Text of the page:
- I've been asked to create the invite for my team's offsite team-building exercise (read: we're going to the pub)
- My team are all members of a DL called BigTeam, so I send the invite to them (ignoring the great advice I usually encourage everyone else to follow that says never invite a DL without expanding it, especially one you're a member of)
- I realise later that the BigTeam DL also includes some guys who work at a remote location to us - remote enough that they probably don't want to know the details of some drink-up they won't be able to get to. So I go back into the meeting and remove them.
- Here's the critical bit: because they were invited as part of the BigTeam DL, to un-invite them I have to expand out the DL, then remove them from the expanded list.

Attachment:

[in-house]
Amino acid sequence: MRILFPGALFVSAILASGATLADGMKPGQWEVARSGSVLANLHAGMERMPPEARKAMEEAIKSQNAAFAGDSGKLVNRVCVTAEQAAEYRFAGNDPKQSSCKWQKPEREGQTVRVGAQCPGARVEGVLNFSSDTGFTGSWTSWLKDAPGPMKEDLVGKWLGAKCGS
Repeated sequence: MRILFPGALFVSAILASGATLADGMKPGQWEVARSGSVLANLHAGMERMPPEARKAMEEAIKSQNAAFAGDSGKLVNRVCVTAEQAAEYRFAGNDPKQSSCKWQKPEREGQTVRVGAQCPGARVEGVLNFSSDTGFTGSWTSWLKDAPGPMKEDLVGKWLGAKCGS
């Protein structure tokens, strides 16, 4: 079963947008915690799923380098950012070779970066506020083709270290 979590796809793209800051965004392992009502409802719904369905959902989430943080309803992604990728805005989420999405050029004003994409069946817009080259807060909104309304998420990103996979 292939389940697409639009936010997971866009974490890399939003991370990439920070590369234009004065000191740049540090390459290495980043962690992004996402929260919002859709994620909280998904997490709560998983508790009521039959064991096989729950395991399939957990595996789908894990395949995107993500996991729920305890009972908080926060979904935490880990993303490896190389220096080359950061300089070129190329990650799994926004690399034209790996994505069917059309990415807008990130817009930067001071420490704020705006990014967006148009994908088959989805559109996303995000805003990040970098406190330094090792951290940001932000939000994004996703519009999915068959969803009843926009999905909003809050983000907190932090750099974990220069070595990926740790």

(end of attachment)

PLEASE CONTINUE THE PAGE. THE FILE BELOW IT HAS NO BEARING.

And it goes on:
- Here's the bit they don't explain in the KB article: Outlook just sees addresses in the invitee list. It doesn't much care if they're DLs or individuals. It sees that the BigTeam DL has gone from the invitee list, and a whole load of individuals have suddenly appeared. (It just sees the difference between how the invitee list looked before and how it looks now, so isn't 'aware' that a DL was expanded to get to where we are now.)
- Outlook does what it always does in these situations: it sends a cancellation to all the addresses that were in the invitee list but aren't any more (i.e. the BigTeam DL) and sends an invitation to all the addresses that are in the invitee list that weren't before (i.e. the people whose names are left after I removed our far-flung colleagues).
- Everyone gets a cancellation (because a cancellation was sent to the BigTeam DL), and those lucky enough to still be invited get a new meeting request. It doesn't appear to make sense, but this is Outlook behaving as it was designed.
I hope this helps explain things if this has been causing you the same kind of confusion it caused in our office today!